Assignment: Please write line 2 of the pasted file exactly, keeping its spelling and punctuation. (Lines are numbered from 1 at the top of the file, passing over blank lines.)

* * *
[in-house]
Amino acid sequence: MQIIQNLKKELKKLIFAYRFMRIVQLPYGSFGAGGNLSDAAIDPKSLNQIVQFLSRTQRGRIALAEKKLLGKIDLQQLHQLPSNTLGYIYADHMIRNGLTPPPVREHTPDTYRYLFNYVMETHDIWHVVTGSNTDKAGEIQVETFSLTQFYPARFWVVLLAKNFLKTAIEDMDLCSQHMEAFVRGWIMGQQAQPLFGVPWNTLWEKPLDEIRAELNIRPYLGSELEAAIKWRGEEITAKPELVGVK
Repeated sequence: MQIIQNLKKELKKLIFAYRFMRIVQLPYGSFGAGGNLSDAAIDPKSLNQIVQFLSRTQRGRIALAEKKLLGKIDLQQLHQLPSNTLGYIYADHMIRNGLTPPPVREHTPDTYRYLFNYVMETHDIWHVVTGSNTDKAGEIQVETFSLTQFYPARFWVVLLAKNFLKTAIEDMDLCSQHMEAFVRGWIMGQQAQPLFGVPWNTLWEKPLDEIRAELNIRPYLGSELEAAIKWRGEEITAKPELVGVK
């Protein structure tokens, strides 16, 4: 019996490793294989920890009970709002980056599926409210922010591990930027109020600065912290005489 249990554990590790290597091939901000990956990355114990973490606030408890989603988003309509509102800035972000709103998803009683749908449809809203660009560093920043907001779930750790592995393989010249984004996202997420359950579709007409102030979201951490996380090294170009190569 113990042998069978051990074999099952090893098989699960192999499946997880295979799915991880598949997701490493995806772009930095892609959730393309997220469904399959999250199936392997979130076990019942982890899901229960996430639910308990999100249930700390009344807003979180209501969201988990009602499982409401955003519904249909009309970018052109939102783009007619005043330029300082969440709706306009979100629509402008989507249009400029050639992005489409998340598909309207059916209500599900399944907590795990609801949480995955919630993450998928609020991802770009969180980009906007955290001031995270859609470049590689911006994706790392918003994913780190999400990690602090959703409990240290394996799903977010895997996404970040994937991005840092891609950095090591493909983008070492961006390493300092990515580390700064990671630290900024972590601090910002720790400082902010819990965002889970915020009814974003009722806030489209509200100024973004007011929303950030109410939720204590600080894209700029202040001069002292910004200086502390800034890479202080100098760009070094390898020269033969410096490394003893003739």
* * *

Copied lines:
Amino acid sequence: MQIIQNLKKELKKLIFAYRFMRIVQLPYGSFGAGGNLSDAAIDPKSLNQIVQFLSRTQRGRIALAEKKLLGKIDLQQLHQLPSNTLGYIYADHMIRNGLTPPPVREHTPDTYRYLFNYVMETHDIWHVVTGSNTDKAGEIQVETFSLTQFYPARFWVVLLAKNFLKTAIEDMDLCSQHMEAFVRGWIMGQQAQPLFGVPWNTLWEKPLDEIRAELNIRPYLGSELEAAIKWRGEEITAKPELVGVK